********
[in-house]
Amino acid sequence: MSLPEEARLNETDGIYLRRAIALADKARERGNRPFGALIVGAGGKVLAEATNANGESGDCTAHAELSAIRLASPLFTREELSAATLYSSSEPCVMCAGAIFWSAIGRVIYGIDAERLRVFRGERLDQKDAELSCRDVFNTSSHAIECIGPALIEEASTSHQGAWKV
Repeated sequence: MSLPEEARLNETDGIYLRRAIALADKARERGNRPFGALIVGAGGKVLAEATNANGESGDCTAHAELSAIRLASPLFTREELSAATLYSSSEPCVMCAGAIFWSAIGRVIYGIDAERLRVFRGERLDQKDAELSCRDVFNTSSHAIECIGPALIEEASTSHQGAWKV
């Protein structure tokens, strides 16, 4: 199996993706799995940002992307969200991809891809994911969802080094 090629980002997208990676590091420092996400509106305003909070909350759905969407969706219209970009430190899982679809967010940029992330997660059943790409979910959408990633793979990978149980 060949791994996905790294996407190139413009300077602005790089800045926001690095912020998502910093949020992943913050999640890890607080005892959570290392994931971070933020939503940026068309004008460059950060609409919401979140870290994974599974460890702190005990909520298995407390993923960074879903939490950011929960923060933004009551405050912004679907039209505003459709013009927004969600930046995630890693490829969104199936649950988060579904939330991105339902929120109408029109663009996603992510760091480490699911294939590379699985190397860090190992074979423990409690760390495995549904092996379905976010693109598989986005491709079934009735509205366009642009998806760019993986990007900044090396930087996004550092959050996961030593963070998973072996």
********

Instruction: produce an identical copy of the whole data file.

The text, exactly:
[in-house]
Amino acid sequence: MSLPEEARLNETDGIYLRRAIALADKARERGNRPFGALIVGAGGKVLAEATNANGESGDCTAHAELSAIRLASPLFTREELSAATLYSSSEPCVMCAGAIFWSAIGRVIYGIDAERLRVFRGERLDQKDAELSCRDVFNTSSHAIECIGPALIEEASTSHQGAWKV
Repeated sequence: MSLPEEARLNETDGIYLRRAIALADKARERGNRPFGALIVGAGGKVLAEATNANGESGDCTAHAELSAIRLASPLFTREELSAATLYSSSEPCVMCAGAIFWSAIGRVIYGIDAERLRVFRGERLDQKDAELSCRDVFNTSSHAIECIGPALIEEASTSHQGAWKV
């Protein structure tokens, strides 16, 4: 199996993706799995940002992307969200991809891809994911969802080094 090629980002997208990676590091420092996400509106305003909070909350759905969407969706219209970009430190899982679809967010940029992330997660059943790409979910959408990633793979990978149980 060949791994996905790294996407190139413009300077602005790089800045926001690095912020998502910093949020992943913050999640890890607080005892959570290392994931971070933020939503940026068309004008460059950060609409919401979140870290994974599974460890702190005990909520298995407390993923960074879903939490950011929960923060933004009551405050912004679907039209505003459709013009927004969600930046995630890693490829969104199936649950988060579904939330991105339902929120109408029109663009996603992510760091480490699911294939590379699985190397860090190992074979423990409690760390495995549904092996379905976010693109598989986005491709079934009735509205366009642009998806760019993986990007900044090396930087996004550092959050996961030593963070998973072996």